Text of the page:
Why should CSU Provision Devices?
The mobile device market is extremely suitable to a BYOD model but it comes with significant risks and implications for institutional resources. In particular, there will be a requirement for increased support simply because of the dispersed and diverse profile of devices available. This diversity is only set to increase in the next 12 months as new operating systems, FirefoxOS, Ubuntu Touch and Tizen, are being rolled out. This is on top of the significant fragmentation of Android operating systems and massive range of devices with wide ranging capabilities.
This diversity creates significant issues for the development of specific solutions for mobile devices and impacts the ability of the university to provide best of breed solutions instead of low-common denominator answers. In terms of developing apps and delivering content, it presents significant challenges as there is no ability to develop a one size fits solution, instead requiring a range of solutions, which increases cost and time for development.
Provisioning devices means taking a single vendor approach, not necessarily a single device approach, but one where there is a common operating system, hardware specifications and device types. A single vendor approach comes with the risk of lock-in, but also has significant benefits for the university:
- Reduction in support requirements as there are “Known knowns and known unknowns” improving risk management, support resources and issues can be replicated and responded to in a timely manner.
- An organic community of practice can form around a common ecosystem capable of supporting each other with regard to practices and techniques reducing the need for direct intervention.
- Simplification of development and testing due to platform consistency applies to the development of content, resources, applications and systems.
- Devices can be managed to a greater degree and open new opportunities for different types of ownership models, such as leased, loaned or contracted
From initial discussions in the Project the implementation of a range of provisioning models addressed concerns around costs and sustainability, and provide the institution with a best practice model. It could also provide a way for CSU to leverage its relationships with corporate interests to develop some new, innovative methods ensuring our students and staff are provided with cutting edge, high quality equipment.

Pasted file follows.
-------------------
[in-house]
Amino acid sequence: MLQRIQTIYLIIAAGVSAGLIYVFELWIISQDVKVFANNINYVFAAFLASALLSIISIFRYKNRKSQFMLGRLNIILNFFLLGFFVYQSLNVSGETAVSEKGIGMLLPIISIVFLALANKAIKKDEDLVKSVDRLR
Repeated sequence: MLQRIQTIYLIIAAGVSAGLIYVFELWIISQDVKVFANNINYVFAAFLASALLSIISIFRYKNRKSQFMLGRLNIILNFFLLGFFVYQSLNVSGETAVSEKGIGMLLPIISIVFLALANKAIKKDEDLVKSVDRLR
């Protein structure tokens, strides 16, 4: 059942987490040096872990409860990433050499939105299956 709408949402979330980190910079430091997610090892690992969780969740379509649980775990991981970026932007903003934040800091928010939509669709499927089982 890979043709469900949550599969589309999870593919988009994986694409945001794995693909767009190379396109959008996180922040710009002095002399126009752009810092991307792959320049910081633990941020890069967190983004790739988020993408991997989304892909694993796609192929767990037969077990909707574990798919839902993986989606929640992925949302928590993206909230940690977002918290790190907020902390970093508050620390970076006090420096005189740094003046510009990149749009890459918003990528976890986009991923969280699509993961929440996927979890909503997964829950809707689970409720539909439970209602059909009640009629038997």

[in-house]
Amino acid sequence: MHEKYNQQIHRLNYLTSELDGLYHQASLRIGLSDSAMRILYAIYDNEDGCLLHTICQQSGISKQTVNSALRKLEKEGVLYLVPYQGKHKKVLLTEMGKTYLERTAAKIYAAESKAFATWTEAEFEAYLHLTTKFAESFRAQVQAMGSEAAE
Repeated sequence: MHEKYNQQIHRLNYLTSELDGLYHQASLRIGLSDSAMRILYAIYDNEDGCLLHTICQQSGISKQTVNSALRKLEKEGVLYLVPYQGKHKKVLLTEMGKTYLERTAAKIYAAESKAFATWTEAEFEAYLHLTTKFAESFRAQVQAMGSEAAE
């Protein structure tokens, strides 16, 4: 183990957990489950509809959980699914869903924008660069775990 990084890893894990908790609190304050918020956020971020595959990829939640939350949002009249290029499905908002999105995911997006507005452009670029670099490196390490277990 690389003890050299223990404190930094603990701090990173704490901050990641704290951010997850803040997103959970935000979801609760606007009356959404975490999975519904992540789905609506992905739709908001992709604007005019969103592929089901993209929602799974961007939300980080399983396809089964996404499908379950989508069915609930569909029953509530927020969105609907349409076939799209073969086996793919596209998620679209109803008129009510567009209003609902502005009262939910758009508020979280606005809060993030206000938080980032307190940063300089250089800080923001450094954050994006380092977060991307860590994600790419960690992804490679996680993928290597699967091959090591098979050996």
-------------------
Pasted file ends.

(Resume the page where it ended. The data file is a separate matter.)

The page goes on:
Some example models could include:
Institution Provided – CSU would provide the device to staff and students to own and cover costs, or recover through other measures. This would only be suitable in small numbers but could be used to provide assistance to Indigenous and low SES students.
Institutional Loans – CSU would provide the device as a loan to staff or students. These could be similar to leasing arrangements and made contingent on employment and enrolment. The institution would need to make the large initial investment but would be able to recoup costs. This would lessen the upfront impact on students, faculties and divisions.
Institution Sourced – CSU would act as an agent for various hardware providers and leverage bulk buying and discounting to reduce costs. Existing internal services could be expanded to students who would benefit from savings.
Vendor Sourced – CSU would establish working relationships with vendors to provide staff and students with discounts, with all sales conducted outside the university. This would require negotiations with external manufacturers and/or vendors, but could result in significant savings without major internal investment.
Data Contracts – CSU could negotiate an agreement with a telecommunications company to provision devices to staff and students. Each contract could operate outside the university but leverage the bulk buying capabilities to reduce costs to students. This arrangement could extend to allow CSU data to be un-metered, in effect providing students and staff with free data for their work, learning and teaching. This method could leverage on the type of margins that retail sellers earn from sales, but could be used to offset costs to students.
Along with choosing the provisioning model, there may also be scope to investigate deployment models. Most tablet solutions can support managed and unmanaged deployment models, providing flexible solutions to individuals and institutions. Each method has specific pros and cons that need to be matched to the specific purpose and goal of any deployment to ensure suitability.
The processes around Managed Devices are similar to current methods used in DIT. The university would retain ownership and management control of the device and would also need purchase software to be made available. This method requires a manual initialisation process where an ‘image’ is created, and then rolled out across the other devices. The image can contain protocols to simplify the setup of some processes like email, restrict functions and features on the device, allow tracking to ‘find’ devices and preinstall applications and web links. There are however significant drawbacks to this methodology. Devices are essentially locked to the original computer that managed the setup, and require a back-to-base approach for management of devices needing the devices to be physically sent back to their original setup location. To provide many management features the devices essentially become locked down and any customisation, installation of other apps or data on the devices is unable to be backed-up or maintained by the user. This model would be suitable for applications such as creating class sets of devices that can be borrowed and returned, but never owned or customised. This kind of arrangement would be similar to a computer lab model.
- Devices can be set up to be loaned & shared to provide similar functionality as a computer lab
- This computer lab model is portable and less reliant on physical infrastructure.
- Provides a way of giving access to apps, interactive texts, rich media for classes and groups
- Manual process of setting up can be both difficult and time consuming. Additional equipment would be required for large deployments.
- Back-to-Base support requirements limit flexibility and increase the need for additional support and ongoing maintenance.